A rare few of us have never had trouble meeting new people or standing in front of an audience. Most people can relate to being a little bashful at times, especially as a kid. Some of us come out of our shell as school and then work force us to interact with others, give presentations, and generally become comfortable with naturally uncomfortable situations. As we begin to learn an instrument and play music though, it’s back to being bashful. We lack confidence, fear what others will think of our abilities, and are terrified at the idea of performing in front of a crowd.
Somehow, it seems to work otherwise for kids. As they learn to play, performing seems more natural for them than it does for adults, even if they possess a naturally shy personality. Hence the story of Sophie Lyle, a young bluegrass musician.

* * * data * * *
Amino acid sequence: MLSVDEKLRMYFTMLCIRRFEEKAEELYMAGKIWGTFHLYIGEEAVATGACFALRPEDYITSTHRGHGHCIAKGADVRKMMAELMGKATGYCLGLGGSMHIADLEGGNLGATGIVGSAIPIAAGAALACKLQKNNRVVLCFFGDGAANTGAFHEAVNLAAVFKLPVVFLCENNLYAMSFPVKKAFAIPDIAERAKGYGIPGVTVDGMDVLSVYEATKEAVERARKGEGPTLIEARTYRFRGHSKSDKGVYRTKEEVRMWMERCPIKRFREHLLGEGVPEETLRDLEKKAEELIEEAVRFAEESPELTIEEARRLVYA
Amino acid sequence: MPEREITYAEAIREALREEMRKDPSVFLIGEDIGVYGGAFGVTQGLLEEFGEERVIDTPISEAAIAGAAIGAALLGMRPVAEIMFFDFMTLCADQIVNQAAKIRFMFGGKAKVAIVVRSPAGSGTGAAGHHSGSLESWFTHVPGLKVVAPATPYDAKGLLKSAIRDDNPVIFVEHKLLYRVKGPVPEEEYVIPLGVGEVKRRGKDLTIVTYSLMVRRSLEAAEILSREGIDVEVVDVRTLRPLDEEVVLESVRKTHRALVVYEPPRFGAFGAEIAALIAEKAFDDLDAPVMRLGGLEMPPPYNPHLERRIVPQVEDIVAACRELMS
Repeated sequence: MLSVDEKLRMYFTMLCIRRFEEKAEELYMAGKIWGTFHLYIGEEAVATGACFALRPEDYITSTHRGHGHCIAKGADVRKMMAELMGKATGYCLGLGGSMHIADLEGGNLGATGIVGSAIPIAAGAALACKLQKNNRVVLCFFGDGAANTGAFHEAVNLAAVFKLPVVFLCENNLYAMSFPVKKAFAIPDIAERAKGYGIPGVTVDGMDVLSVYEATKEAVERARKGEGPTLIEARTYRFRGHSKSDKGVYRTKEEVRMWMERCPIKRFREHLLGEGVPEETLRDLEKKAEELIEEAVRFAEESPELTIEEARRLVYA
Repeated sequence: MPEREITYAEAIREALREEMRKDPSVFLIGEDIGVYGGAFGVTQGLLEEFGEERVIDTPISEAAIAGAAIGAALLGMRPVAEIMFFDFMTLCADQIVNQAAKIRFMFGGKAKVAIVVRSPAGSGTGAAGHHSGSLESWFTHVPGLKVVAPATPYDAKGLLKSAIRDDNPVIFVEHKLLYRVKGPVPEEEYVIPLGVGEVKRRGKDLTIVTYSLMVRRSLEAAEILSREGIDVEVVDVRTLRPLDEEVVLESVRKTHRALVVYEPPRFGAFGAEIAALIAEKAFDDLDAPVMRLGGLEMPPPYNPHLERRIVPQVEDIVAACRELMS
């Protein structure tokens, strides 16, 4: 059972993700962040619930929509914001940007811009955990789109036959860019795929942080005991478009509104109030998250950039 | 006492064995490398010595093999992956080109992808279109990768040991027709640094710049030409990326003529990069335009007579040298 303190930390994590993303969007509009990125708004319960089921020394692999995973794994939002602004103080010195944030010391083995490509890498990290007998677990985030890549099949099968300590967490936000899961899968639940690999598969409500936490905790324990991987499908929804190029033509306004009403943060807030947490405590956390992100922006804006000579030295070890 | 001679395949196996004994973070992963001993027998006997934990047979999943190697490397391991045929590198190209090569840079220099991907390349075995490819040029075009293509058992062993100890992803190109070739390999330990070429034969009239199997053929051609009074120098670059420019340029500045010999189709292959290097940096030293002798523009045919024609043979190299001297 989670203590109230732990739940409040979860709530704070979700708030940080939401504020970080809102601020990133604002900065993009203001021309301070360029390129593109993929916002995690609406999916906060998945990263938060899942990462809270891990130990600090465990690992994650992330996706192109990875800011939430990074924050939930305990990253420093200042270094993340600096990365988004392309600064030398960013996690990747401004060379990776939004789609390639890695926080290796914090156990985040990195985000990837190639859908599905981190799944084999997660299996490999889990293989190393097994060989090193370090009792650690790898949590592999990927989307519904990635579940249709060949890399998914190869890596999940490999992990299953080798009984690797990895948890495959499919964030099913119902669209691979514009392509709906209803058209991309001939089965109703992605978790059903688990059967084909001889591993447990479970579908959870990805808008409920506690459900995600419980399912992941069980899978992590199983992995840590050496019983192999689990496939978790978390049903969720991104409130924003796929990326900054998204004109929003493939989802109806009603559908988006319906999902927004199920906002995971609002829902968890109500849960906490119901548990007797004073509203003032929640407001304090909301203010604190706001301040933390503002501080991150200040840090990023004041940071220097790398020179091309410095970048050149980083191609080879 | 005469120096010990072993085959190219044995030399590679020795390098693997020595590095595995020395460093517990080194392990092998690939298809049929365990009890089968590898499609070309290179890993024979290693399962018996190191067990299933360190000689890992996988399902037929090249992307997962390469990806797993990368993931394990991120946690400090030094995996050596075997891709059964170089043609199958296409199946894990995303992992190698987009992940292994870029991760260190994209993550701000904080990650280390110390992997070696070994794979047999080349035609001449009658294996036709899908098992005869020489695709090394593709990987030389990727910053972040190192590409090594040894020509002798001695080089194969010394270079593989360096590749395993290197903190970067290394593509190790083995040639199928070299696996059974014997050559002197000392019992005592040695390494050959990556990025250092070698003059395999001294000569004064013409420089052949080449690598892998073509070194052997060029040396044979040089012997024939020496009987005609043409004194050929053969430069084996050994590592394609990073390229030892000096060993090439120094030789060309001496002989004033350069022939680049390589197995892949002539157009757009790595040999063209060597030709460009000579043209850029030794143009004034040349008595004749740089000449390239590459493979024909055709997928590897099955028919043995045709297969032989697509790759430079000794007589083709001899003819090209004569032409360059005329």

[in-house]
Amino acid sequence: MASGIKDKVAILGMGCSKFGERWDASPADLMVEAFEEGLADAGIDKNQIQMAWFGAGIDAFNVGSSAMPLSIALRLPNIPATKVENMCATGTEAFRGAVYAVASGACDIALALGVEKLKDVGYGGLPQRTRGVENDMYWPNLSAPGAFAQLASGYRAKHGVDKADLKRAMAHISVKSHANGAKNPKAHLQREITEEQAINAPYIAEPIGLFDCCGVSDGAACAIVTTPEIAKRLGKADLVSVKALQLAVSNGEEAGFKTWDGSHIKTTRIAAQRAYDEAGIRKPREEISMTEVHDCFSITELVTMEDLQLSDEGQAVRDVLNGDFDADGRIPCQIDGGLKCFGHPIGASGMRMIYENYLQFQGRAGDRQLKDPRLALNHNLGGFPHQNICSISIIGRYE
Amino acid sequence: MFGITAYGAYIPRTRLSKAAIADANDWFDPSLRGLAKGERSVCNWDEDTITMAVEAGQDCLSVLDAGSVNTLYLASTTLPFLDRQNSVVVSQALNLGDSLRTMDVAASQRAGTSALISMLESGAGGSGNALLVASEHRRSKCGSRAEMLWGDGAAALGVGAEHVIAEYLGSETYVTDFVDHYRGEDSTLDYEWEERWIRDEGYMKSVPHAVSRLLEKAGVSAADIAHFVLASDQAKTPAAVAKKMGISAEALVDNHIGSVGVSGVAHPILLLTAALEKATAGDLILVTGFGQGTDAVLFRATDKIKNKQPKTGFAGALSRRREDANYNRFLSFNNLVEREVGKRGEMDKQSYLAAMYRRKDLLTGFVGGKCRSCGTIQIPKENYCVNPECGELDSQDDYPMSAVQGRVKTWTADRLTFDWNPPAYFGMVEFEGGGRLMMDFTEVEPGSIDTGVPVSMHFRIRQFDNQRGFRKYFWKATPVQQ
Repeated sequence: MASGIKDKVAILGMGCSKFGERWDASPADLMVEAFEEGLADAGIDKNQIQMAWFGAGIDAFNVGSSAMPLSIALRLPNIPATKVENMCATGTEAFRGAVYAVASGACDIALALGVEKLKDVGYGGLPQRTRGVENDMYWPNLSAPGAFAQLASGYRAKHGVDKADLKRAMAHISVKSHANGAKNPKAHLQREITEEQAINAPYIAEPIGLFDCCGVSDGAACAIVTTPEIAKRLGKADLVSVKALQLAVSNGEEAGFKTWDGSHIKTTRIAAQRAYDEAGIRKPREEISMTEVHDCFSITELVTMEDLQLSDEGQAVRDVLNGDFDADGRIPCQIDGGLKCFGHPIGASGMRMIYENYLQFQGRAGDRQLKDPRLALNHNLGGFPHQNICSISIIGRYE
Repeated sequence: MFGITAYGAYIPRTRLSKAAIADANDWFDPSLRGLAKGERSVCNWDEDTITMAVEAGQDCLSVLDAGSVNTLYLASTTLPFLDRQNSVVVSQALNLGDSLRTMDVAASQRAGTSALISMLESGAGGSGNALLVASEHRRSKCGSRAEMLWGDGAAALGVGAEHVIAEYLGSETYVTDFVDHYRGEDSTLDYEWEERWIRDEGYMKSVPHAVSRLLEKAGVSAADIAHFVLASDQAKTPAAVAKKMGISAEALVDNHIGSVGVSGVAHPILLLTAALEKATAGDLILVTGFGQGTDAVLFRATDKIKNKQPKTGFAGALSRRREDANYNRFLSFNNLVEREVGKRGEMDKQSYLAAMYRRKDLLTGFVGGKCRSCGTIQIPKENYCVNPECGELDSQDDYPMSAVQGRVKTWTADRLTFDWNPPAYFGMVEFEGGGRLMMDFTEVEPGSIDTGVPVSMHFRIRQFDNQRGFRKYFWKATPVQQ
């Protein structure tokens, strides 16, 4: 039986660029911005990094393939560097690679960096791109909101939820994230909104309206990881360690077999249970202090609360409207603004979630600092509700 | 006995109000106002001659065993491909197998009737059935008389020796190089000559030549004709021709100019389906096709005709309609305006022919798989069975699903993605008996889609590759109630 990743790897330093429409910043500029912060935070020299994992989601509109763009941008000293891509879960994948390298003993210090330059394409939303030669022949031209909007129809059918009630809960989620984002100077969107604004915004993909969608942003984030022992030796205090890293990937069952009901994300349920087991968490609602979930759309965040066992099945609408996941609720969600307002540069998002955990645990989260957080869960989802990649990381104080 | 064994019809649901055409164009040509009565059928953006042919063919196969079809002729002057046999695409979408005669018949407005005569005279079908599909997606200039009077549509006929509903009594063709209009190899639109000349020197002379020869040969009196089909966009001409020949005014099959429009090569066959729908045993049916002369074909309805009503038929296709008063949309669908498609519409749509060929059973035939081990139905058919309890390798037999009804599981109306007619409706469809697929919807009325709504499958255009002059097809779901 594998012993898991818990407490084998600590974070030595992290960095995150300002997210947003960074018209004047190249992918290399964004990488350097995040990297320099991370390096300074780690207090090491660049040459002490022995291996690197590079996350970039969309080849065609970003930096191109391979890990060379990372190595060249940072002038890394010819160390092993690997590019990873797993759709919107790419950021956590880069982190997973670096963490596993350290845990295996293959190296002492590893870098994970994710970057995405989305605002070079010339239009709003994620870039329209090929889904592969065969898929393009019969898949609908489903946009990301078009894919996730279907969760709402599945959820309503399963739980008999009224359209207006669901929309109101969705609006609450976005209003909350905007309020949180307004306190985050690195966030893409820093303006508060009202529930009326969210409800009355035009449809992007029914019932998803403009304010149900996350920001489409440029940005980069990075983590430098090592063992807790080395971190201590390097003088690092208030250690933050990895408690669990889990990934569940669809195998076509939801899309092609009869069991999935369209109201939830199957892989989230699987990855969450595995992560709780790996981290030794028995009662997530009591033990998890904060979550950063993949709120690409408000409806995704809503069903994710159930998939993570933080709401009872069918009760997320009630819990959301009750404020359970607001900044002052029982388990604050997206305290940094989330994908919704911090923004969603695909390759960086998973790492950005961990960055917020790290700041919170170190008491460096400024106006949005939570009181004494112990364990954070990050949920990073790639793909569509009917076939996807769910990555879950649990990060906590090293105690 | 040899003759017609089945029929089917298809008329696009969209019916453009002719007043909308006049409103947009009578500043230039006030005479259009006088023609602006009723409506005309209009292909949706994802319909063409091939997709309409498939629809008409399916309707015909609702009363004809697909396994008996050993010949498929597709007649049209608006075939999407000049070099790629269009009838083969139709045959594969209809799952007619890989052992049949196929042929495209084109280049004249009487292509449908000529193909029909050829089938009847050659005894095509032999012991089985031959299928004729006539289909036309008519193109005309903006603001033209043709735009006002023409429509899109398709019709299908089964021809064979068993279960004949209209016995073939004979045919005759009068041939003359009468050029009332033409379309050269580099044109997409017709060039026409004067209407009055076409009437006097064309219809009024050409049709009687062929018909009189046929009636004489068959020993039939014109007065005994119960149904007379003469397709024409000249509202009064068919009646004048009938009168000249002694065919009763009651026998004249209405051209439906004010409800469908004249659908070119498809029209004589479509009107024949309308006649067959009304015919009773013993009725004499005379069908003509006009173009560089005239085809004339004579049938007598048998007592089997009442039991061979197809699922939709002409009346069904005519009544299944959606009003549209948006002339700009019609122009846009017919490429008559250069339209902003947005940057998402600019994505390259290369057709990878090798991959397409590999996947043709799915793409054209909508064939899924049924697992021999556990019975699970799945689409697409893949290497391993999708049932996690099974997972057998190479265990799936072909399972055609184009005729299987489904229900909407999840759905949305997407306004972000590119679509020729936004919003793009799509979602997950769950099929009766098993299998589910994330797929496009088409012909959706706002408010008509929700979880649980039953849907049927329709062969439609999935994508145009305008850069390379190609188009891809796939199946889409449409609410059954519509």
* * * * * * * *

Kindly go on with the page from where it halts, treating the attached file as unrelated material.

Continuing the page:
A naturally shy young lady, Sophie’s mother worried about how to draw Sophie out of her shell and get her to interact with others. Bluegrass music proved to be the cure. At age 7 (she’s now 11) Sophie was given a mandolin and she fell in love with the sound of bluegrass music. Since then she has developed a passion for sharing that music with others. She’s spoken about the music, and performed publicly a number of times, winning a Communicator Award from her middle school, and participating in community theatre productions in Chattanooga, TN.
Times Free Press has the full story. It’s a feel good bluegrass story for the holidays.
Category: Miscellaneous bluegrass news
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